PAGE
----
Not until the late 1600's did the method of letting the powder blast ignite the fuze become general.
The ends of the match were crossed into a sort of rosette at the head of the fuze.
The next shell contained twenty-three pounds of Maximite, and the fuze was timed to go off a little quicker.
If the fuze had to be withdrawn, there was a fuze extractor for the job.
It had a single hole where the powder was funneled in—full, but not enough to pack too tightly when the fuze was driven in.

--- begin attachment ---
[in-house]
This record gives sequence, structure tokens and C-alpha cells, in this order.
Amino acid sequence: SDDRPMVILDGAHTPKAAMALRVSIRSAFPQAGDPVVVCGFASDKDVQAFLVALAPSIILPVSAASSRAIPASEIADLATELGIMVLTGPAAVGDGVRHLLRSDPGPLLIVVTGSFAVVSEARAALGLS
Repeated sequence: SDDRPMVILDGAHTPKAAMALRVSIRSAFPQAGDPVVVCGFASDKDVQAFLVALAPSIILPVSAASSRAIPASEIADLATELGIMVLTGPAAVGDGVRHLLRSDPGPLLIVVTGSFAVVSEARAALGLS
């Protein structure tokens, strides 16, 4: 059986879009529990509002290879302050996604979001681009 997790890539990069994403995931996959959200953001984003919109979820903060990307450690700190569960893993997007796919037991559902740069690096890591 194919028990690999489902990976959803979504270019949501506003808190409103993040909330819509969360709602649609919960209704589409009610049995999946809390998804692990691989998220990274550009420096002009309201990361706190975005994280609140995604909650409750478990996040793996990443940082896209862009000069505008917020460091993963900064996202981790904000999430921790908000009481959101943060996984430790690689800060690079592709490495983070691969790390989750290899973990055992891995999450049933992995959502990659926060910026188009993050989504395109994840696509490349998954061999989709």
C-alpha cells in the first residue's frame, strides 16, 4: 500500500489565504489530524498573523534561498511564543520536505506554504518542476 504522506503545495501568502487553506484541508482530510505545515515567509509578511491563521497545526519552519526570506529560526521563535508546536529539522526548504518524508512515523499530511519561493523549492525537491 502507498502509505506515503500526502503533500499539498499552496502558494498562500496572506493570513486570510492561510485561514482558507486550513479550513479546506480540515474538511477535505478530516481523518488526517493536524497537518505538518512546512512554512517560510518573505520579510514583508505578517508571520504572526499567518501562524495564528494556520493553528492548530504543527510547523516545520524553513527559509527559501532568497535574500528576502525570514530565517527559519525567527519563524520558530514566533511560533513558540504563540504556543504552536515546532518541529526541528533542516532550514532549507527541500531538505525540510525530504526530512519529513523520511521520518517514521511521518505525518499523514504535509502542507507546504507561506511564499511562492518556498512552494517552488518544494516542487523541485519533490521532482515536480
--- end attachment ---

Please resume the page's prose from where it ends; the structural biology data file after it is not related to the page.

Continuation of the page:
Over this ring the top of the fuze case was marked in seconds.
In later years, however, such projections were replaced by two "ears," little recesses beside the fuze hole.
Their efficacy is in their recoil and the "graze" fuze they use.
It consists of a stop-cock A, which, in connection with a tube, is introduced between the fuze and the charge.
The action of this fuze will be readily understood from the plan of the fuze at Fig. 16.